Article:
Former Speaker of the House Paul D. Ryan spoke about the pandemic-stricken economy, the future of the Republican party, and U.S.-China relations to a digital audience at an Institute of Politics Fast Forum Monday.
The Fast Forums are a shorter virtual continuation of JFK Jr. Forums — formerly hour-long conversations with elected officials, political operatives, journalists, and activists.
Public leadership professor and former president of the American Enterprise Institute Arthur C. Brooks co-hosted the forum with Ryan, who currently teaches at the University of Notre Dame and is an AEI fellow.
With the United States stock market crashing amid the novel coronavirus pandemic, Ryan said he is “frankly very, very worried about the economy.”
“Deflationary spiral has been my biggest concern, which is a liquidity crisis becomes a solvency crisis. And then thousands and thousands of businesses go bankrupt,” he added.
In terms of a federal response to the coronavirus pandemic, he said he hopes states can start reopening on a “case-by-case” basis following the implementation of increased antibody testing.
“It is not a good time for limited-government conservatives. No two ways about it,” he said, regarding the importance of the federal response.
Reflecting on the political landscape more broadly, Ryan also said he doesn’t know what the future of the Republican Party in the post-Trump era will hold.
“There’s going to be a big fight for the soul of the conservative movement in the post-Trump era,” he said. “It’s either going to happen in one year or in five years time. There’s going to be a huge soul-searching after the president leaves as to what is the future of conservatism.”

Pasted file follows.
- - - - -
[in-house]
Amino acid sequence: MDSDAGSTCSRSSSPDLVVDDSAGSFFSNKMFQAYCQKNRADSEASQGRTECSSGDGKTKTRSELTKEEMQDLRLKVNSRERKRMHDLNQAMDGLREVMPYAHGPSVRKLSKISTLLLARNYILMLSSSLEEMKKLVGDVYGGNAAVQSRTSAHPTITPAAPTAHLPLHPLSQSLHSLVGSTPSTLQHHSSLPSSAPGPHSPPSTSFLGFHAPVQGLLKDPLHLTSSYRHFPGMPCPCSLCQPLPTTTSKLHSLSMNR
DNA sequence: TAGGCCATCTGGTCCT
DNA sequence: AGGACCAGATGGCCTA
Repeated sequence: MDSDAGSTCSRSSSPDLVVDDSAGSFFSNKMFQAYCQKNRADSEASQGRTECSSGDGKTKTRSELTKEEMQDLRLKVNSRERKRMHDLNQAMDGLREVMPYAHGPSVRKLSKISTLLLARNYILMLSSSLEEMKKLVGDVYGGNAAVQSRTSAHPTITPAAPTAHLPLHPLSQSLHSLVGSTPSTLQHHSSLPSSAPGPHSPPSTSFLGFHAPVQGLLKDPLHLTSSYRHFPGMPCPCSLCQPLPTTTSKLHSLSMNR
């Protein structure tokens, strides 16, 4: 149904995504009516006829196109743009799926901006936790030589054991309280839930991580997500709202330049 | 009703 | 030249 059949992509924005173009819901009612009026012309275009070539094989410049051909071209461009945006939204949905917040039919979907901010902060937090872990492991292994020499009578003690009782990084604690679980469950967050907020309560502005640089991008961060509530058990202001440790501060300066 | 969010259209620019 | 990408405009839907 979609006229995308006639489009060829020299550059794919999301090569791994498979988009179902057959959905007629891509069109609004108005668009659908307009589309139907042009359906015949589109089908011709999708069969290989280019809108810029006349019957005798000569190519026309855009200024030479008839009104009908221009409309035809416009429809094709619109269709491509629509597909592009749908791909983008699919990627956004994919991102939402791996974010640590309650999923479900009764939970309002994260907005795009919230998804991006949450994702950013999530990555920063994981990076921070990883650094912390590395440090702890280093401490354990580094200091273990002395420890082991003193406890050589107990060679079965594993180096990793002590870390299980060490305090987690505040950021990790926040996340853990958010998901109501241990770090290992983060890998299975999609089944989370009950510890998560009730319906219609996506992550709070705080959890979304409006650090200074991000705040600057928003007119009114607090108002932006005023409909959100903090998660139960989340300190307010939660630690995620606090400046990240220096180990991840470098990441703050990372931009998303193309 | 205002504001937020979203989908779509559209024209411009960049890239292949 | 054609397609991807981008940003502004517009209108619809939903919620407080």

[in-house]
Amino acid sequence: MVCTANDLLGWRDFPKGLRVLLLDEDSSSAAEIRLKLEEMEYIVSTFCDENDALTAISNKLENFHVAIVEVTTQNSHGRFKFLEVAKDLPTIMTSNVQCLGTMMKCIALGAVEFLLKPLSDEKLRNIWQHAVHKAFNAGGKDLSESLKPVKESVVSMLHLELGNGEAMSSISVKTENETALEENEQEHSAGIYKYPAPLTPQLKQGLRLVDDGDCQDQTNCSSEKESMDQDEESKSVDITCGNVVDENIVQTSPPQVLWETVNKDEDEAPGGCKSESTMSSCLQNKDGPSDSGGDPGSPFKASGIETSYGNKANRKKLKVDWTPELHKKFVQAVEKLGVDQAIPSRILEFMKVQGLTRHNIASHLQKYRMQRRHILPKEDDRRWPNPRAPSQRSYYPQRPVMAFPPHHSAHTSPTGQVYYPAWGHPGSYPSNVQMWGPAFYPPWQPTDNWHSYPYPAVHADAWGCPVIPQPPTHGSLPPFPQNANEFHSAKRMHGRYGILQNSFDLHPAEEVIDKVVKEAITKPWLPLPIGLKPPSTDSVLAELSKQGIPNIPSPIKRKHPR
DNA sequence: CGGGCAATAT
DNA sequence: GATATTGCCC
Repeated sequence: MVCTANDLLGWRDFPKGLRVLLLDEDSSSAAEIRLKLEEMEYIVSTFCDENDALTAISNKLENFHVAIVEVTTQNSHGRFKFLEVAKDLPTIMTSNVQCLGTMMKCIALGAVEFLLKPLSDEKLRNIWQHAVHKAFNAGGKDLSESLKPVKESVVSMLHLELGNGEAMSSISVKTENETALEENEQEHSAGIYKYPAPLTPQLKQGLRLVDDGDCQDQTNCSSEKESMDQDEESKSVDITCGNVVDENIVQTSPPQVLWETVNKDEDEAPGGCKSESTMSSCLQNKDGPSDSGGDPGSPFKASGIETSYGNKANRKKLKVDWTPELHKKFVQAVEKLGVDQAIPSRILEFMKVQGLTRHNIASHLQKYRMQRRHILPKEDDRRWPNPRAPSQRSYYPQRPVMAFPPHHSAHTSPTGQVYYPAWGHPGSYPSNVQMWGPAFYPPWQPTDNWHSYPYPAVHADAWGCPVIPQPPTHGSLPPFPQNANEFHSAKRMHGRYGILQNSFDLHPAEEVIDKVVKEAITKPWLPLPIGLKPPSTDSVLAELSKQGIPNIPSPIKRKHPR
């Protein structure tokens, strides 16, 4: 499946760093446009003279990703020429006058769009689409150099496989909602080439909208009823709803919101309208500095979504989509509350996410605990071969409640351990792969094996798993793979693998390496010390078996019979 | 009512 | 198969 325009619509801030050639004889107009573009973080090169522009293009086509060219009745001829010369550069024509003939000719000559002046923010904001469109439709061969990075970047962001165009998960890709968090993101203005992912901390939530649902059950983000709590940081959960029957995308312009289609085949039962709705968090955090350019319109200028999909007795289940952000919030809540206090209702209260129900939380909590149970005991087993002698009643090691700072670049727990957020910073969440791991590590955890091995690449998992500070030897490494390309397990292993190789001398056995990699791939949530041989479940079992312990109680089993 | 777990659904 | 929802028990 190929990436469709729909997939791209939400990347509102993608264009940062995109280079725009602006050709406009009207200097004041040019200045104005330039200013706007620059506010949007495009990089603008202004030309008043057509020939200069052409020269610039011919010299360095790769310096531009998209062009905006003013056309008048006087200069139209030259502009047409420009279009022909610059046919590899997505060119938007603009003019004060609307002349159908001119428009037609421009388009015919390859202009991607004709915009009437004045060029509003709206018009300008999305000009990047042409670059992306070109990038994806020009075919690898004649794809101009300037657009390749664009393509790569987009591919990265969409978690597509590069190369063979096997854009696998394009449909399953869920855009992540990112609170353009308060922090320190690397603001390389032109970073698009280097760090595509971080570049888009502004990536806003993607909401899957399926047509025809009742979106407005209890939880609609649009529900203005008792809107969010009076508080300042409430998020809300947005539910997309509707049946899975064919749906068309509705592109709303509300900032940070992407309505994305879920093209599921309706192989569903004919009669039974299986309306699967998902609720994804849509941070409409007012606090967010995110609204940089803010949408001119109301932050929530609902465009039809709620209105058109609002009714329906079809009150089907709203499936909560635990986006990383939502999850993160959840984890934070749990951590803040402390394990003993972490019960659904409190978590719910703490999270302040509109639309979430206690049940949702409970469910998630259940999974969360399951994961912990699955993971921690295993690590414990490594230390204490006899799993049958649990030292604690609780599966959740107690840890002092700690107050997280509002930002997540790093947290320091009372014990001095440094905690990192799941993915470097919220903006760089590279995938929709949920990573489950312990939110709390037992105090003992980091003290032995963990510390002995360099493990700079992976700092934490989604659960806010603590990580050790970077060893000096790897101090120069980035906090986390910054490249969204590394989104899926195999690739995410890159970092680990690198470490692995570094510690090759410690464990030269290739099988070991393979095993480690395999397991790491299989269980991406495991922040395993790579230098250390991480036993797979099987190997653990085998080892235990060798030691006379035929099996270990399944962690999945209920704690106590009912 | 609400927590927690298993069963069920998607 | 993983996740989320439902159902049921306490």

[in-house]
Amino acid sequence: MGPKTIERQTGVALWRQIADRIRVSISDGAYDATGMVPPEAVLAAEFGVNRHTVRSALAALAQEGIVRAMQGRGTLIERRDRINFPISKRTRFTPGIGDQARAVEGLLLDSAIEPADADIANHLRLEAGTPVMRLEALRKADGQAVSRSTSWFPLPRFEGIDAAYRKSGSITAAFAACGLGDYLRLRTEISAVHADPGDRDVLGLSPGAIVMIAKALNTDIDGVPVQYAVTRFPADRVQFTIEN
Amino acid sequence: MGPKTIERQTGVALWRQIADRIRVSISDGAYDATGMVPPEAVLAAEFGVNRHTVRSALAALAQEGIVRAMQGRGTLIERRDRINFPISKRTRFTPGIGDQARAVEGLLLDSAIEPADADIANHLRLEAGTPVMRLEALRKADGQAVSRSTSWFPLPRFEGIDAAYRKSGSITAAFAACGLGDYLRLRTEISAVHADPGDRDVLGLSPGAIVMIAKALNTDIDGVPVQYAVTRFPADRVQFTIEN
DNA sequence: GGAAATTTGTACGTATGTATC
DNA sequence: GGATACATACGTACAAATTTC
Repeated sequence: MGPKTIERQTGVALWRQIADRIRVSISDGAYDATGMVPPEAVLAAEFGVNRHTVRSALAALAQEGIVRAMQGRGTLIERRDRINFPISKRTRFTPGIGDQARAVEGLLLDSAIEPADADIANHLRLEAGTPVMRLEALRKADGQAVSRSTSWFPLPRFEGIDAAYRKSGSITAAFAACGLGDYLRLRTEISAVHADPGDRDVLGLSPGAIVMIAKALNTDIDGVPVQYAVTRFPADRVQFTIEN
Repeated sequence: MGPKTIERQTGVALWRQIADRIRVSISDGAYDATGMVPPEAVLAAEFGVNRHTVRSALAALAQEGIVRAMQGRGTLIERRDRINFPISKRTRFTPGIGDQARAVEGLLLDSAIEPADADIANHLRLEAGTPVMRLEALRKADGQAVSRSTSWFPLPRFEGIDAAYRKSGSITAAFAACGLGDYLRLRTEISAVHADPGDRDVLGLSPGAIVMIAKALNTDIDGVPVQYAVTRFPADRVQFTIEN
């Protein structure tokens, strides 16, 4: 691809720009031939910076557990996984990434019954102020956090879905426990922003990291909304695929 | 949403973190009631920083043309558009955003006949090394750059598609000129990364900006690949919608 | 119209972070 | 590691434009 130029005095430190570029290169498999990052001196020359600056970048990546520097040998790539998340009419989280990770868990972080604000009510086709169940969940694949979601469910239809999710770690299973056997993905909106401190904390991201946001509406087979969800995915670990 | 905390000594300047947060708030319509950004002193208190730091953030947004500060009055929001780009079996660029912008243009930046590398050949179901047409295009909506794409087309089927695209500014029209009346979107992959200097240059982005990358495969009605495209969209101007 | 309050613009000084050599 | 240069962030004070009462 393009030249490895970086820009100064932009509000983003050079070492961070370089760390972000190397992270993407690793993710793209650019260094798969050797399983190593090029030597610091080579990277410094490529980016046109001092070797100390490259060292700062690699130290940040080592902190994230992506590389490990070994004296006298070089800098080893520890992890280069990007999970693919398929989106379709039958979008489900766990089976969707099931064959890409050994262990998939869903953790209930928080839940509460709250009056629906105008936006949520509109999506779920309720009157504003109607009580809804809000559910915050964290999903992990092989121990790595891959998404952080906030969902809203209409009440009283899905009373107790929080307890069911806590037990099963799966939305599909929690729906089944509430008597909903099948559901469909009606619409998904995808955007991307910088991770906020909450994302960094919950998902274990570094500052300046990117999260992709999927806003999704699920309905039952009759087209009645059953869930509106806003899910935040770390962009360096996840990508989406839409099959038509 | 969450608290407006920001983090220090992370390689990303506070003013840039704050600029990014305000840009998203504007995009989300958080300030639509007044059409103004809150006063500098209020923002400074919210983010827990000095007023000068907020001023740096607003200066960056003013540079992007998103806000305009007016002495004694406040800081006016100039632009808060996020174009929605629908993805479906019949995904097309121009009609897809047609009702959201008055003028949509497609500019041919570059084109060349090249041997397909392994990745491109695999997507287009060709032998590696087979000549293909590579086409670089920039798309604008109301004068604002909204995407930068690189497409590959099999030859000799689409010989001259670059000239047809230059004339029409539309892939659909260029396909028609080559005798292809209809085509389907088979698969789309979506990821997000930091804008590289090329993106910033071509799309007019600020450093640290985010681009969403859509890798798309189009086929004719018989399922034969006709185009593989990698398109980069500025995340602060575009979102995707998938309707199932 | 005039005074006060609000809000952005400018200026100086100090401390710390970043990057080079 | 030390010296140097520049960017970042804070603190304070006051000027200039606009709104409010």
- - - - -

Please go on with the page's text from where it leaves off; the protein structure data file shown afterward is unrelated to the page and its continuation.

“And it’s going to be along these different populist lines — Reagan conservatism, classical liberal conservatism, paleocons, reformicons,” he added.
Ryan said he is worried about the political polarization in the country, citing different responses to opening up the country.
“I visited the government of Oklahoma yesterday,” he said, adding that he thought “most of Oklahoma can open.”
“They have — I think — 504 cases in the entire state,” he said. In fact, Oklahoma has confirmed more than 3,200 cases of coronavirus as of Monday evening.
Ryan also said differences in infection rates and experiences with the pandemic form the basis for discrepancies in attitudes toward relaxing social distancing guidelines between more Republican rural areas and Democratic urban cities.
He added that he predicts “major realignments” in U.S.-China relations as a result of the crisis.
“We have to do a better job of repatriating the supply chain so we do not have to be so dependent on others,” he said. “I’m a pretty free trade guy, but the one exception to that is China, because China was not playing by the rules.”
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